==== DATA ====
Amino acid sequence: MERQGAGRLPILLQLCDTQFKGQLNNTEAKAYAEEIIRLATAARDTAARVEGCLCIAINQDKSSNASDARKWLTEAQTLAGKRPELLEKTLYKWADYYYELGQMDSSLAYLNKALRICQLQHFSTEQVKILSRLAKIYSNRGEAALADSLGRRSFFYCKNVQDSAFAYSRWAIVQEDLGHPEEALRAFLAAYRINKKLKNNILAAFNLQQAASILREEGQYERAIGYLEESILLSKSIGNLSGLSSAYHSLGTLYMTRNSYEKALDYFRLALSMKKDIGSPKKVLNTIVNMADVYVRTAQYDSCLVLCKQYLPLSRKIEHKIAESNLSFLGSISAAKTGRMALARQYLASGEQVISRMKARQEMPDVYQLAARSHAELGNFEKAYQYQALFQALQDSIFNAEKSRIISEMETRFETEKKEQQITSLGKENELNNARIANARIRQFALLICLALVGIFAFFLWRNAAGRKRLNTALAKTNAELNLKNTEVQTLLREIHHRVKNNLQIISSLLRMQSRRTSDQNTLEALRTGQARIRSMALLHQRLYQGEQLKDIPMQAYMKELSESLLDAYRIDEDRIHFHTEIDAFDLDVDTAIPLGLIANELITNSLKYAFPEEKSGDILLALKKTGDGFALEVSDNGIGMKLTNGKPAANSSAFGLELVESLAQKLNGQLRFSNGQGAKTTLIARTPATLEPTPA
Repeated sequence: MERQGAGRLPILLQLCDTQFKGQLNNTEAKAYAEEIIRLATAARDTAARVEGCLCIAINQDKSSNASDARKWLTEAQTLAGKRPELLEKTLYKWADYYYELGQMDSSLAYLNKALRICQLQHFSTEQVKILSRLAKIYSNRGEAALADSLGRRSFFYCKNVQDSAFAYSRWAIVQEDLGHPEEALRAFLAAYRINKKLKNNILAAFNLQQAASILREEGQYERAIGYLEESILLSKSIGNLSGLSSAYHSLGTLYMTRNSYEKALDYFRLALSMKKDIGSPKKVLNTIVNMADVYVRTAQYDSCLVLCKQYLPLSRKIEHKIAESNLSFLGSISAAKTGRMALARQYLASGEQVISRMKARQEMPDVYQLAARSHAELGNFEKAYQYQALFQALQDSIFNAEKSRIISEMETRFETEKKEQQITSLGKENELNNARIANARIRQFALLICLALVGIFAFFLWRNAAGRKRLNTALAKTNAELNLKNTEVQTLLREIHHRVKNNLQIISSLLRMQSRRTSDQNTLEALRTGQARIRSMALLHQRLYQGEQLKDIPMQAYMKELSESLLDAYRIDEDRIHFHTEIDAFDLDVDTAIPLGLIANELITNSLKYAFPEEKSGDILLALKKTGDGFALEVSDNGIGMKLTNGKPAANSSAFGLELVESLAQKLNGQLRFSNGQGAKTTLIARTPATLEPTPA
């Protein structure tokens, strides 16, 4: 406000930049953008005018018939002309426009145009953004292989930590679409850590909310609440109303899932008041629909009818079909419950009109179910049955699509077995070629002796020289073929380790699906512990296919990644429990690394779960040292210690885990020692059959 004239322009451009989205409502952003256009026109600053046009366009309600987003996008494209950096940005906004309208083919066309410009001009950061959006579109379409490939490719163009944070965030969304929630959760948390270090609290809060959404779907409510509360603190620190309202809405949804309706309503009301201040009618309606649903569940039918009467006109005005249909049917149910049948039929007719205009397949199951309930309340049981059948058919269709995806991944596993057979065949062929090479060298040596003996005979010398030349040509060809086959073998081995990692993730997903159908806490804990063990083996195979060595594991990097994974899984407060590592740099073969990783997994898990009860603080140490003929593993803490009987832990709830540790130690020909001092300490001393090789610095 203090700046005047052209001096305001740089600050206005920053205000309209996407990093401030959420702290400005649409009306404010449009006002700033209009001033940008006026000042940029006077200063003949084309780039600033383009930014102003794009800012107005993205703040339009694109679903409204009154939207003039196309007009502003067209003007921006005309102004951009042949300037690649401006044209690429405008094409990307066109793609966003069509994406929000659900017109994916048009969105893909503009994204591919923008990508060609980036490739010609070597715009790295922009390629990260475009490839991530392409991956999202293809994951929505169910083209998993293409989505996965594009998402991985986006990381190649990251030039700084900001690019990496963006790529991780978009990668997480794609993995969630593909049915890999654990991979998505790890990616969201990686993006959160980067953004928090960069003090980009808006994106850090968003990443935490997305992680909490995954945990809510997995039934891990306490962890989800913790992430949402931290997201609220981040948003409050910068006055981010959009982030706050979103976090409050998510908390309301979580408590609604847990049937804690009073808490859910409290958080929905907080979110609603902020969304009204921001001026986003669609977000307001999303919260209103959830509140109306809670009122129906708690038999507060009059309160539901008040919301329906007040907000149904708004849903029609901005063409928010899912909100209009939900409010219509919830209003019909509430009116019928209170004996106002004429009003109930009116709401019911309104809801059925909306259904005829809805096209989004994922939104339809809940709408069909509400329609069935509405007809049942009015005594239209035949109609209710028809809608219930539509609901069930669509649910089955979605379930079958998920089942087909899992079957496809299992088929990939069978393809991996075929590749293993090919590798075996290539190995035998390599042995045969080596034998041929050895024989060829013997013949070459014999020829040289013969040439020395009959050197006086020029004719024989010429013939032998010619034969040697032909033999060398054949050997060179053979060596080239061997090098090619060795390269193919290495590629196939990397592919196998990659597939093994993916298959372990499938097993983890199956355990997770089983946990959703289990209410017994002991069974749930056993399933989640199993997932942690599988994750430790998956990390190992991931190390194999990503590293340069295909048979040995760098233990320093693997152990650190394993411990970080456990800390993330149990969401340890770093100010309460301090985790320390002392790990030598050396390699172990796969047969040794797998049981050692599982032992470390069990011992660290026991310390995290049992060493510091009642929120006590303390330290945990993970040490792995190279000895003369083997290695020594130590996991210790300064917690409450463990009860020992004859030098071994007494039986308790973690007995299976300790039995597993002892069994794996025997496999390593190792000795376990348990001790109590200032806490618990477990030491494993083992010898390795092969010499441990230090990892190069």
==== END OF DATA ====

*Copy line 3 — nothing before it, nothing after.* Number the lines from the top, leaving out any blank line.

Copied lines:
């Protein structure tokens, strides 16, 4: 406000930049953008005018018939002309426009145009953004292989930590679409850590909310609440109303899932008041629909009818079909419950009109179910049955699509077995070629002796020289073929380790699906512990296919990644429990690394779960040292210690885990020692059959 004239322009451009989205409502952003256009026109600053046009366009309600987003996008494209950096940005906004309208083919066309410009001009950061959006579109379409490939490719163009944070965030969304929630959760948390270090609290809060959404779907409510509360603190620190309202809405949804309706309503009301201040009618309606649903569940039918009467006109005005249909049917149910049948039929007719205009397949199951309930309340049981059948058919269709995806991944596993057979065949062929090479060298040596003996005979010398030349040509060809086959073998081995990692993730997903159908806490804990063990083996195979060595594991990097994974899984407060590592740099073969990783997994898990009860603080140490003929593993803490009987832990709830540790130690020909001092300490001393090789610095 203090700046005047052209001096305001740089600050206005920053205000309209996407990093401030959420702290400005649409009306404010449009006002700033209009001033940008006026000042940029006077200063003949084309780039600033383009930014102003794009800012107005993205703040339009694109679903409204009154939207003039196309007009502003067209003007921006005309102004951009042949300037690649401006044209690429405008094409990307066109793609966003069509994406929000659900017109994916048009969105893909503009994204591919923008990508060609980036490739010609070597715009790295922009390629990260475009490839991530392409991956999202293809994951929505169910083209998993293409989505996965594009998402991985986006990381190649990251030039700084900001690019990496963006790529991780978009990668997480794609993995969630593909049915890999654990991979998505790890990616969201990686993006959160980067953004928090960069003090980009808006994106850090968003990443935490997305992680909490995954945990809510997995039934891990306490962890989800913790992430949402931290997201609220981040948003409050910068006055981010959009982030706050979103976090409050998510908390309301979580408590609604847990049937804690009073808490859910409290958080929905907080979110609603902020969304009204921001001026986003669609977000307001999303919260209103959830509140109306809670009122129906708690038999507060009059309160539901008040919301329906007040907000149904708004849903029609901005063409928010899912909100209009939900409010219509919830209003019909509430009116019928209170004996106002004429009003109930009116709401019911309104809801059925909306259904005829809805096209989004994922939104339809809940709408069909509400329609069935509405007809049942009015005594239209035949109609209710028809809608219930539509609901069930669509649910089955979605379930079958998920089942087909899992079957496809299992088929990939069978393809991996075929590749293993090919590798075996290539190995035998390599042995045969080596034998041929050895024989060829013997013949070459014999020829040289013969040439020395009959050197006086020029004719024989010429013939032998010619034969040697032909033999060398054949050997060179053979060596080239061997090098090619060795390269193919290495590629196939990397592919196998990659597939093994993916298959372990499938097993983890199956355990997770089983946990959703289990209410017994002991069974749930056993399933989640199993997932942690599988994750430790998956990390190992991931190390194999990503590293340069295909048979040995760098233990320093693997152990650190394993411990970080456990800390993330149990969401340890770093100010309460301090985790320390002392790990030598050396390699172990796969047969040794797998049981050692599982032992470390069990011992660290026991310390995290049992060493510091009642929120006590303390330290945990993970040490792995190279000895003369083997290695020594130590996991210790300064917690409450463990009860020992004859030098071994007494039986308790973690007995299976300790039995597993002892069994794996025997496999390593190792000795376990348990001790109590200032806490618990477990030491494993083992010898390795092969010499441990230090990892190069």